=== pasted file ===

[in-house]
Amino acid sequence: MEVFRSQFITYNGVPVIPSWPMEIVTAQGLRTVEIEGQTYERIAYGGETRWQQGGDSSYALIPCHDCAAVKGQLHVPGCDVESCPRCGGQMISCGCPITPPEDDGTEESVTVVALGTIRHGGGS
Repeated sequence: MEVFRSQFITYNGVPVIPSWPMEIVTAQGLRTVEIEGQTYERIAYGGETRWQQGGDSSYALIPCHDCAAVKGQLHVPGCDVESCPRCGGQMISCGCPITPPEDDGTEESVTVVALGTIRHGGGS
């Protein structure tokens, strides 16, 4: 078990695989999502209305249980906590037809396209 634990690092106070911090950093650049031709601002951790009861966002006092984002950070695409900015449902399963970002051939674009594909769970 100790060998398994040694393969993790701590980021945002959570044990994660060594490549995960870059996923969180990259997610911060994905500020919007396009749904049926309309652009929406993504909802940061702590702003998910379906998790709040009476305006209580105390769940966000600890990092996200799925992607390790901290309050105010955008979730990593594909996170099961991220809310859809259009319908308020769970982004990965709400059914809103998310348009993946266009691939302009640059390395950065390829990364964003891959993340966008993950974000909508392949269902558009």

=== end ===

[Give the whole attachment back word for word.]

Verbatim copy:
[in-house]
Amino acid sequence: MEVFRSQFITYNGVPVIPSWPMEIVTAQGLRTVEIEGQTYERIAYGGETRWQQGGDSSYALIPCHDCAAVKGQLHVPGCDVESCPRCGGQMISCGCPITPPEDDGTEESVTVVALGTIRHGGGS
Repeated sequence: MEVFRSQFITYNGVPVIPSWPMEIVTAQGLRTVEIEGQTYERIAYGGETRWQQGGDSSYALIPCHDCAAVKGQLHVPGCDVESCPRCGGQMISCGCPITPPEDDGTEESVTVVALGTIRHGGGS
């Protein structure tokens, strides 16, 4: 078990695989999502209305249980906590037809396209 634990690092106070911090950093650049031709601002951790009861966002006092984002950070695409900015449902399963970002051939674009594909769970 100790060998398994040694393969993790701590980021945002959570044990994660060594490549995960870059996923969180990259997610911060994905500020919007396009749904049926309309652009929406993504909802940061702590702003998910379906998790709040009476305006209580105390769940966000600890990092996200799925992607390790901290309050105010955008979730990593594909996170099961991220809310859809259009319908308020769970982004990965709400059914809103998310348009993946266009691939302009640059390395950065390829990364964003891959993340966008993950974000909508392949269902558009």